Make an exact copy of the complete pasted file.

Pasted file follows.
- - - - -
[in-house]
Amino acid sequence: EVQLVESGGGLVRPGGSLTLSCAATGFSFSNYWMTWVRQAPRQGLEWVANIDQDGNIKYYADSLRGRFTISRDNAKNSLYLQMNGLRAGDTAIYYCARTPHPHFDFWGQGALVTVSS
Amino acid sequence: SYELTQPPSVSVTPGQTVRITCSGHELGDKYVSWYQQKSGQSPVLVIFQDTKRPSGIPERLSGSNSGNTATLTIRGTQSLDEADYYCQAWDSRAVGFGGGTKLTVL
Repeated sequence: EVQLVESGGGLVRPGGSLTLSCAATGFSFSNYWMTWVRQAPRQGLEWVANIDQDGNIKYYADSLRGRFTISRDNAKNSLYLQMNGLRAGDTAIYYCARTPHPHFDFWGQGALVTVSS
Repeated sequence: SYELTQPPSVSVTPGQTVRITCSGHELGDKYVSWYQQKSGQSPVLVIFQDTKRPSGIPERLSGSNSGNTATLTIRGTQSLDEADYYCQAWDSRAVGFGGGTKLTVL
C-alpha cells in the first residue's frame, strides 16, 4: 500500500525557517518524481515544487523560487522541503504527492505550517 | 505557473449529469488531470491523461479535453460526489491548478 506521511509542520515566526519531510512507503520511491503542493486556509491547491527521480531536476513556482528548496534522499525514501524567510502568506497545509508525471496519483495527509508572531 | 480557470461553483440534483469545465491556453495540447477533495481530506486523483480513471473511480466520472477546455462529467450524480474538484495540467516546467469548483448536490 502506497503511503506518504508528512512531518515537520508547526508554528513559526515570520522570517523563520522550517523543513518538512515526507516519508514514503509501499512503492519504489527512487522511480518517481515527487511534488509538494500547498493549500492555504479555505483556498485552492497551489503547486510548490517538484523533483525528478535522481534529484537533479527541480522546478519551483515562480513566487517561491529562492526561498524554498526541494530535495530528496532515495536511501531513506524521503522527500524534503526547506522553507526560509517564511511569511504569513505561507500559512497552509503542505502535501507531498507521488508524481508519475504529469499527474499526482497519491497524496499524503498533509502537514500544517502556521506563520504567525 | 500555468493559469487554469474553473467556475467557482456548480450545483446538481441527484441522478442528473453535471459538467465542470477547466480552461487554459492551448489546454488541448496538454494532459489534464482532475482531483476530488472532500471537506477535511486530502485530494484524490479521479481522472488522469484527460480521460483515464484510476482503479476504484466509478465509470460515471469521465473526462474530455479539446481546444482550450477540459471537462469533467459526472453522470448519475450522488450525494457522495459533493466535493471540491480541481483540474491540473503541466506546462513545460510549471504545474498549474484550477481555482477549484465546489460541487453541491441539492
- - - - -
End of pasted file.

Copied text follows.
[in-house]
Amino acid sequence: EVQLVESGGGLVRPGGSLTLSCAATGFSFSNYWMTWVRQAPRQGLEWVANIDQDGNIKYYADSLRGRFTISRDNAKNSLYLQMNGLRAGDTAIYYCARTPHPHFDFWGQGALVTVSS
Amino acid sequence: SYELTQPPSVSVTPGQTVRITCSGHELGDKYVSWYQQKSGQSPVLVIFQDTKRPSGIPERLSGSNSGNTATLTIRGTQSLDEADYYCQAWDSRAVGFGGGTKLTVL
Repeated sequence: EVQLVESGGGLVRPGGSLTLSCAATGFSFSNYWMTWVRQAPRQGLEWVANIDQDGNIKYYADSLRGRFTISRDNAKNSLYLQMNGLRAGDTAIYYCARTPHPHFDFWGQGALVTVSS
Repeated sequence: SYELTQPPSVSVTPGQTVRITCSGHELGDKYVSWYQQKSGQSPVLVIFQDTKRPSGIPERLSGSNSGNTATLTIRGTQSLDEADYYCQAWDSRAVGFGGGTKLTVL
C-alpha cells in the first residue's frame, strides 16, 4: 500500500525557517518524481515544487523560487522541503504527492505550517 | 505557473449529469488531470491523461479535453460526489491548478 506521511509542520515566526519531510512507503520511491503542493486556509491547491527521480531536476513556482528548496534522499525514501524567510502568506497545509508525471496519483495527509508572531 | 480557470461553483440534483469545465491556453495540447477533495481530506486523483480513471473511480466520472477546455462529467450524480474538484495540467516546467469548483448536490 502506497503511503506518504508528512512531518515537520508547526508554528513559526515570520522570517523563520522550517523543513518538512515526507516519508514514503509501499512503492519504489527512487522511480518517481515527487511534488509538494500547498493549500492555504479555505483556498485552492497551489503547486510548490517538484523533483525528478535522481534529484537533479527541480522546478519551483515562480513566487517561491529562492526561498524554498526541494530535495530528496532515495536511501531513506524521503522527500524534503526547506522553507526560509517564511511569511504569513505561507500559512497552509503542505502535501507531498507521488508524481508519475504529469499527474499526482497519491497524496499524503498533509502537514500544517502556521506563520504567525 | 500555468493559469487554469474553473467556475467557482456548480450545483446538481441527484441522478442528473453535471459538467465542470477547466480552461487554459492551448489546454488541448496538454494532459489534464482532475482531483476530488472532500471537506477535511486530502485530494484524490479521479481522472488522469484527460480521460483515464484510476482503479476504484466509478465509470460515471469521465473526462474530455479539446481546444482550450477540459471537462469533467459526472453522470448519475450522488450525494457522495459533493466535493471540491480541481483540474491540473503541466506546462513545460510549471504545474498549474484550477481555482477549484465546489460541487453541491441539492